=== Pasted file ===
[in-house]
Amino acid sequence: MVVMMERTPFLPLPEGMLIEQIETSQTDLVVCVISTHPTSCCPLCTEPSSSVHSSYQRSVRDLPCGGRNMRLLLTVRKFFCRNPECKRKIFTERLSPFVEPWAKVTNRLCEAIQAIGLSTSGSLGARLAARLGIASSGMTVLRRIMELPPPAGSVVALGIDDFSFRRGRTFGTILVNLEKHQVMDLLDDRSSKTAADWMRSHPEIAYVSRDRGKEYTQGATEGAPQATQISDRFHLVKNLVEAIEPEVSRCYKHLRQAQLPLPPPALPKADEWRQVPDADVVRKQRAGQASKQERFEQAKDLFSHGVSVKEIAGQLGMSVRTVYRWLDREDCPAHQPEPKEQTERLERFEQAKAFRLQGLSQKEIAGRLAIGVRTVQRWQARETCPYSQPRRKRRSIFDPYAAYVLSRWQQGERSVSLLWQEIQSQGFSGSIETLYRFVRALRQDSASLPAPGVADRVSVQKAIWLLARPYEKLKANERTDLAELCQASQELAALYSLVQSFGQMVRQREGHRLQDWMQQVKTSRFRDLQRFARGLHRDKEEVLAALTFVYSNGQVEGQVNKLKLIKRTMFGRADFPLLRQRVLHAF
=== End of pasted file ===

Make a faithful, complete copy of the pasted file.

[in-house]
Amino acid sequence: MVVMMERTPFLPLPEGMLIEQIETSQTDLVVCVISTHPTSCCPLCTEPSSSVHSSYQRSVRDLPCGGRNMRLLLTVRKFFCRNPECKRKIFTERLSPFVEPWAKVTNRLCEAIQAIGLSTSGSLGARLAARLGIASSGMTVLRRIMELPPPAGSVVALGIDDFSFRRGRTFGTILVNLEKHQVMDLLDDRSSKTAADWMRSHPEIAYVSRDRGKEYTQGATEGAPQATQISDRFHLVKNLVEAIEPEVSRCYKHLRQAQLPLPPPALPKADEWRQVPDADVVRKQRAGQASKQERFEQAKDLFSHGVSVKEIAGQLGMSVRTVYRWLDREDCPAHQPEPKEQTERLERFEQAKAFRLQGLSQKEIAGRLAIGVRTVQRWQARETCPYSQPRRKRRSIFDPYAAYVLSRWQQGERSVSLLWQEIQSQGFSGSIETLYRFVRALRQDSASLPAPGVADRVSVQKAIWLLARPYEKLKANERTDLAELCQASQELAALYSLVQSFGQMVRQREGHRLQDWMQQVKTSRFRDLQRFARGLHRDKEEVLAALTFVYSNGQVEGQVNKLKLIKRTMFGRADFPLLRQRVLHAF